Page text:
SINGAPORE - Di Legno Gallery presents Tales from the Land of 7000 Islands, a group show of contemporary Filipino artists Ben Albino, Moreen Austria, Maiya Balboa, Cherie Bitanga, Chloe Dellosa, Patrick Fernandez, Jonathan Joven, Amanda Lapus Santos, Jojit Solano, Dexter Sy and Jayson Tejada on September 9, 2016.
With their vivid colourings reminiscent of deep cerulean waters, verdant mountains and fiery crimson sunsets, the artists showcase the role of folklore in shaping Filipino culture. Stories of love, legendary figures, creation myths and beloved characters from folktales which have been passed on from generation to generation are used as themes for the artists' visions.
Maria Makiling, a goddess and forest nymph protecting the mountains and lakes of Laguna, is the most widely known diwata or fairy in Philippine Mythology, perhaps due to the appearance of Mount Makiling itself which resembles the profile of a woman in repose. Patrick Fernandez paints a portrait of Maria Makiling as she watches over her domain while hunters and fishermen harm the creatures she protects.
The Legend of Maragtas claimed that ten Bornean datu or chieftains arrived in the island of Panay to escape their homeland. These datu and their families were said to be the first people who settled in Visayas in the southern region of the Philippines, forming a confederation of barangays called Madya-as under the leadership of Datu Sumakwel. Moreen Austria interprets Kapinangan, Datu Sumakwel’s wife, in the midst of native warriors and free-flying birds, showing her courage, grace and beauty.
Mayon Volcano, whose cone is world famous for its symmetry, becomes the setting for several works, with Chloe Dellosa using it as a backdrop for the love story between Daragang Magayon and Panganoron, their profiles veiling the mountain with mystery and containing embedded details on its surface. Though the tale itself ends in tragedy, Dellosa manages to create a whimsical depiction of passion, promise, and never-ending goodbyes.
Dexter Sy uses the volcano as well in his narration of the story of Asuang, brother of Gugurang, the protector and guardian of Mount Mayon's sacred fire. Gugurang causes Mount Mayon to erupt whenever he is displeased with the natives, while Asuang rejoices in the frailties of the humans because he may only steal the sacred fire of the volcano whenever his brother's ill temper sends forth the lava to cascade from its almost perfect cone. Asuang over centuries evolved into a more sinister character closer to the plains and more prevalent amongst different regions in the Philippines as he became Aswang – a flesh-eating, shapeshifting monster that preys on the innocent, though this change was possibly a product of Spanish colonizers' propaganda after the introduction of Catholicism in the country.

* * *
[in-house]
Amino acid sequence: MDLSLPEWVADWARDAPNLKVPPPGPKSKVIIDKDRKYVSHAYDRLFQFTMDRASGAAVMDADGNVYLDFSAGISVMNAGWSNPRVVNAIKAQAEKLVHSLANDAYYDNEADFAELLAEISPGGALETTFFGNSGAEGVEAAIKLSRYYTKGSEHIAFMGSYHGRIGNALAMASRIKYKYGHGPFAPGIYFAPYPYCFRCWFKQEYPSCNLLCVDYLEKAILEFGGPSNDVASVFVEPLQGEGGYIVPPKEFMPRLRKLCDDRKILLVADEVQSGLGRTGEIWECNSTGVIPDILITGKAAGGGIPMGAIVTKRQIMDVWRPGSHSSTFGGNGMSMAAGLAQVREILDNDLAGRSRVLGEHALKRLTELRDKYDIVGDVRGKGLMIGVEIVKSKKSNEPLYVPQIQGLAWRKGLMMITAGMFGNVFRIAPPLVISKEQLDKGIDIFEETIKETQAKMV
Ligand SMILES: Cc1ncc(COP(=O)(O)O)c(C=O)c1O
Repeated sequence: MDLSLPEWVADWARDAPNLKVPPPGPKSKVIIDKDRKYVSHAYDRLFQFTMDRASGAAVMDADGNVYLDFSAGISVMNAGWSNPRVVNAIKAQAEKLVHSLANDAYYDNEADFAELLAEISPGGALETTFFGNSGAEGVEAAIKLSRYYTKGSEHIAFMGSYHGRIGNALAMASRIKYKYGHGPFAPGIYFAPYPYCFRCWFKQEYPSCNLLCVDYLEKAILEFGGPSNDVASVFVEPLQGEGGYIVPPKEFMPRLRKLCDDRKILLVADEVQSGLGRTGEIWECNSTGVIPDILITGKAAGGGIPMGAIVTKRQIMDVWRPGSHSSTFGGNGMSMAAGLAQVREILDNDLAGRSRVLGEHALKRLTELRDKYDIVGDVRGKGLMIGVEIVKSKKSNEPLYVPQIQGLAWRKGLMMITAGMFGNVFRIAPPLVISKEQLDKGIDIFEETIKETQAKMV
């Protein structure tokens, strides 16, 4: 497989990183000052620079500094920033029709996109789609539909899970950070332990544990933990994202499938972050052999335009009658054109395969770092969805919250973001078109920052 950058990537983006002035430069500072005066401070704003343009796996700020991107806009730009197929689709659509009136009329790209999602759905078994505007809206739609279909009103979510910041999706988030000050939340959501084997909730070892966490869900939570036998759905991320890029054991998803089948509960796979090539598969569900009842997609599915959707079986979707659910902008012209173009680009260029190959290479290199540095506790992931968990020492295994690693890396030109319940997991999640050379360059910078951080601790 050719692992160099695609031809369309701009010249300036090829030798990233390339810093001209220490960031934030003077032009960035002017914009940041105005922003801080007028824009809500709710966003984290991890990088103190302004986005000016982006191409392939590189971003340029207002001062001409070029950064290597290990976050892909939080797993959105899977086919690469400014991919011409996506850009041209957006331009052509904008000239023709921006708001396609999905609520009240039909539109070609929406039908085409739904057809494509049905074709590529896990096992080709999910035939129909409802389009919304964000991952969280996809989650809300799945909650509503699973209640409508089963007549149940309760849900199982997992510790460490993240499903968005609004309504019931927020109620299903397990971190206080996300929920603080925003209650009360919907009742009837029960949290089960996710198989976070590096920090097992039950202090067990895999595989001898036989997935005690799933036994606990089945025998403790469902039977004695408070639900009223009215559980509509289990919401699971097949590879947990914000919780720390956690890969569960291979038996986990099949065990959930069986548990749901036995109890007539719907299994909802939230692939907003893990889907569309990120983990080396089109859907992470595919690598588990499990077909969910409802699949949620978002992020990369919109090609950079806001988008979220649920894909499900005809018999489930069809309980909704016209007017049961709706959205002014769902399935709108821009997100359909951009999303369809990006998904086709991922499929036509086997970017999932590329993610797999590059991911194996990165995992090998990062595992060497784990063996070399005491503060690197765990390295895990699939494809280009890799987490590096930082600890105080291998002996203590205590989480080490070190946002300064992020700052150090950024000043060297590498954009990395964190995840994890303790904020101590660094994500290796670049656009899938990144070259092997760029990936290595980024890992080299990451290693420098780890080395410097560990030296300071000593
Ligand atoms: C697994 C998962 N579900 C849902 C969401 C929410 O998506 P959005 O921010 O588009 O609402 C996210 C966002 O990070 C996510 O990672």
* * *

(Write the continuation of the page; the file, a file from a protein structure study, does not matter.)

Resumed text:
Other monsters abound the countryside, perhaps as a way of scaring off children from wandering off in the dark. The Manananggal is a vampire-like mythical creature with many of the characteristics of the Aswang, though what's notable about its appearance is the severance of its upper torso while it flies with bat-like wings in search of victims. Cherie Bitanga brings forth her own version of the Manananggal, a thoroughly modernized one, as Clara, a character who seems to be much more content doing yoga poses than seeking the hearts of newborns.
Contemporary depiction underscores Jojit Solano's piece as well as he retells the legend of the pineapple with subtle satire and social commentary through a painting of how today's youth use the power of sight while they are addicted to technology and gadgets. The pineapple is said to be a transformed Pina, a young girl who was cursed by her mother to have a thousand eyes so she could see whatever it was she was looking for.
Jayson Tejada gives us a sneak peek into the world of nuno (old man of the anthill) and duwende (dwarves), their homes and day to day village life. They are described to resemble humans, only they are tiny as they dwell underneath large rocks, trees, riverbanks, or in anthills.
Ben Albino’s painting of an unknown hero seems to find himself in a vortex of chaos and conflict as he encounters spirits, while Maiya Balboa presents three powerful gods who were said to bring into existence the universe in the beginning of time, Ulilang Kaluluwa (Orphaned Spirit), a huge serpent who lived in the clouds, Galang Kaluluwa (Wandering Spirit), the winged god who loves to travel, and Bathala (Supreme Being) who was the caretaker of the earth. Their epic battle in Philippine mythology was said to have created life on earth, and the artist’s depiction of their tale signifies the desire for the story to be passed on to future generations.
The innocence of children and their capacity to learn culture and tradition further as Amanda Lapus Santos draws inspiration from National Artists for Music Levi Celerio and Lucio San Pedro’s celebrated folk song, Sa Ugoy ng Duyan (In the Cradle’s Rocking), creating a safe and warm sanctuary for a sleeping babe, while Jonathan Joven uses his signature worm’s eye view to depict children reading about legends and folklore as they are set against the firmament, imagining how the sun, moon and stars came about.
It has been said that listening to folklore is one of the easiest ways to immerse one in a country’s culture. In Tales from the Land of 7000 Islands, we are enticed by visual narratives from individuals whose lives have been shaped by these stories. These and other intricate tales are tightly and entrancingly interwoven, making up the kaleidoscopic fabric of a nation and its peoples.
Tales from the Land of 7000 Islands is on show from September 9 to December 11, 2016 at the Di Legno Gallery, located at 188-6, Tanjong Katong Road, Singapore, 436990, SG. For more details, please contact us at +65 6346 2012 / firstname.lastname@example.org or visit www.dilegnogallery.com.